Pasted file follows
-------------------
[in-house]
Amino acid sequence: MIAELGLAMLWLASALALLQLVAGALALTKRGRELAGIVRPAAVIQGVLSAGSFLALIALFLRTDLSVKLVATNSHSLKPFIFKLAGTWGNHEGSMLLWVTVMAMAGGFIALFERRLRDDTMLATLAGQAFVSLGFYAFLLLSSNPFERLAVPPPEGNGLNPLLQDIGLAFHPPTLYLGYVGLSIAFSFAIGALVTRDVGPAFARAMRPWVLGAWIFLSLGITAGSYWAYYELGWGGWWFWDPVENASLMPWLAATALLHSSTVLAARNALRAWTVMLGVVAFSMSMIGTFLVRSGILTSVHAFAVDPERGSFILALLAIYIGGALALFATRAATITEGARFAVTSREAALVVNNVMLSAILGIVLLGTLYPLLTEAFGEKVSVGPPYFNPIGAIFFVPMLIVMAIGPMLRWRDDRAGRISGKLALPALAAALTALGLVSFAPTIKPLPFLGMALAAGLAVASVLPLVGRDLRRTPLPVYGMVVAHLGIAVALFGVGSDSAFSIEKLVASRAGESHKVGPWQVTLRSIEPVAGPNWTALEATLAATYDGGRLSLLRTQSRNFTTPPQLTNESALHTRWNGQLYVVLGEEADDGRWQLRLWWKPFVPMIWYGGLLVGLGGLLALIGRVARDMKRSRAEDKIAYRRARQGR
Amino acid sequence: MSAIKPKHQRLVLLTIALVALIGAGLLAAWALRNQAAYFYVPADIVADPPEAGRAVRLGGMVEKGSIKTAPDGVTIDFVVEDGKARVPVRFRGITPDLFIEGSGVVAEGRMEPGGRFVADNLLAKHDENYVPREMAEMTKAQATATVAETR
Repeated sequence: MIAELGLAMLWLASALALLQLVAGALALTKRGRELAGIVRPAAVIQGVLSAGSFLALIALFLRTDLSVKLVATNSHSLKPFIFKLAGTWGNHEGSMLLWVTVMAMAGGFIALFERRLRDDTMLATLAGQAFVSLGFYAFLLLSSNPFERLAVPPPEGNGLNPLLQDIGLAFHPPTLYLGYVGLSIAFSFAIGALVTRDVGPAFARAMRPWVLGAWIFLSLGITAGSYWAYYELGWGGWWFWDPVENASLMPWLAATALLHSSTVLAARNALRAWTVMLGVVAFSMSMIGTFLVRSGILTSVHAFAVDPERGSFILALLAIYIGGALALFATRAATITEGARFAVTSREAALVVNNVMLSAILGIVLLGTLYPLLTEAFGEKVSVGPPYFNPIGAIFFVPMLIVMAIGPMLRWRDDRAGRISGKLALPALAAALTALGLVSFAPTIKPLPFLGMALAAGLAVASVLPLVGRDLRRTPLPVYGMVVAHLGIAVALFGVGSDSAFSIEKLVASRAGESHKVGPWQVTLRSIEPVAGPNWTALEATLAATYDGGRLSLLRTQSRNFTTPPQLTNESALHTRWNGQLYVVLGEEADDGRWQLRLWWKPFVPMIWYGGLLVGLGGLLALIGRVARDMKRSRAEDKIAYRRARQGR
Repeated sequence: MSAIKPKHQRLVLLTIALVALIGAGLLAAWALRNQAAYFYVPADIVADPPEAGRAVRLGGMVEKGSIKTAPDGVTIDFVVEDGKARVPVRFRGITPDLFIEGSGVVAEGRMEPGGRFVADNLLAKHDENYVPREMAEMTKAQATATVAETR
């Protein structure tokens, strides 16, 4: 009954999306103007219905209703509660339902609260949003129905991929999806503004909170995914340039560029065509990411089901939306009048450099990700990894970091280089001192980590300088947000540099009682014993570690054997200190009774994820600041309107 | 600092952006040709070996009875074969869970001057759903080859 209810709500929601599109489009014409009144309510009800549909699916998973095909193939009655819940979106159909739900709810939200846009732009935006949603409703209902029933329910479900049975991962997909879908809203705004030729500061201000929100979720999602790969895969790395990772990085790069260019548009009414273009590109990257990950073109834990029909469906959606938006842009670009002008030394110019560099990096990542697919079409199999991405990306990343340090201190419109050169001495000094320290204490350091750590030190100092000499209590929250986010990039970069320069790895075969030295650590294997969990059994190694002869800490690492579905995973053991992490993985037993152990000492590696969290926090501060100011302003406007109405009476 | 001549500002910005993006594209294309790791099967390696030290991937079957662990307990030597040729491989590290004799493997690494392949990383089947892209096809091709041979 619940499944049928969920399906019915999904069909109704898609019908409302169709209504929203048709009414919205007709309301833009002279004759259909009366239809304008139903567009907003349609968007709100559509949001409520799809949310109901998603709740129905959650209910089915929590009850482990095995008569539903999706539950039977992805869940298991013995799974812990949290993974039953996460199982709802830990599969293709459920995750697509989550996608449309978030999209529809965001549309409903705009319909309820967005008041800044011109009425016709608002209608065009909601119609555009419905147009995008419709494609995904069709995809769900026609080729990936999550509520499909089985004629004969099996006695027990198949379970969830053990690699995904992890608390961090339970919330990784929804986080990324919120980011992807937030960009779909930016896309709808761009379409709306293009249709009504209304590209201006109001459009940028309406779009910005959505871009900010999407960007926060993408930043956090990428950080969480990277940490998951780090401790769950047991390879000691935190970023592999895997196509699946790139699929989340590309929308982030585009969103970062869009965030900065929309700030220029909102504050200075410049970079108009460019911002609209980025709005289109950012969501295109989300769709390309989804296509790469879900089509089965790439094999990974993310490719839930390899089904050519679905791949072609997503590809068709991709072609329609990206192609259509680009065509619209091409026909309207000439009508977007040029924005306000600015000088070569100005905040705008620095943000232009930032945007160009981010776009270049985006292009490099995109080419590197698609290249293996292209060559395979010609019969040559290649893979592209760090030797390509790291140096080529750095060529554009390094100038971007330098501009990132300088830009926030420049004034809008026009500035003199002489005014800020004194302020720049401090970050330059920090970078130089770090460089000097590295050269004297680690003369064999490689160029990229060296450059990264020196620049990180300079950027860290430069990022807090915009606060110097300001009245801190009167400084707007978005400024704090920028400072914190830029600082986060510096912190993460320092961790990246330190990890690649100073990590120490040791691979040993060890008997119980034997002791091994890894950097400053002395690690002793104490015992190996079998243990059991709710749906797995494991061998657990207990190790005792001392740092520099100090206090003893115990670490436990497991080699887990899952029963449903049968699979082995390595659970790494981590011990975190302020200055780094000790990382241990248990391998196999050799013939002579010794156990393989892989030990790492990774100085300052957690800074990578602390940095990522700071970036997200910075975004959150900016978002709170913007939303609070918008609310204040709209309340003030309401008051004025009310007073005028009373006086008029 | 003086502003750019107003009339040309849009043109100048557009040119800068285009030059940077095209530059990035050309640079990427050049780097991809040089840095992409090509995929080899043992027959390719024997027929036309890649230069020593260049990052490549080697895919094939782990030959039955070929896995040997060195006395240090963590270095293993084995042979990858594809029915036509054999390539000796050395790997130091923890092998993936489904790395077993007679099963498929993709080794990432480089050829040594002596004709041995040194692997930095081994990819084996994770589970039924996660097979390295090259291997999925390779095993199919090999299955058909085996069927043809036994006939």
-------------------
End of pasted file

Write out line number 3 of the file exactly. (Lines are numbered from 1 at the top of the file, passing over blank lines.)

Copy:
Amino acid sequence: MSAIKPKHQRLVLLTIALVALIGAGLLAAWALRNQAAYFYVPADIVADPPEAGRAVRLGGMVEKGSIKTAPDGVTIDFVVEDGKARVPVRFRGITPDLFIEGSGVVAEGRMEPGGRFVADNLLAKHDENYVPREMAEMTKAQATATVAETR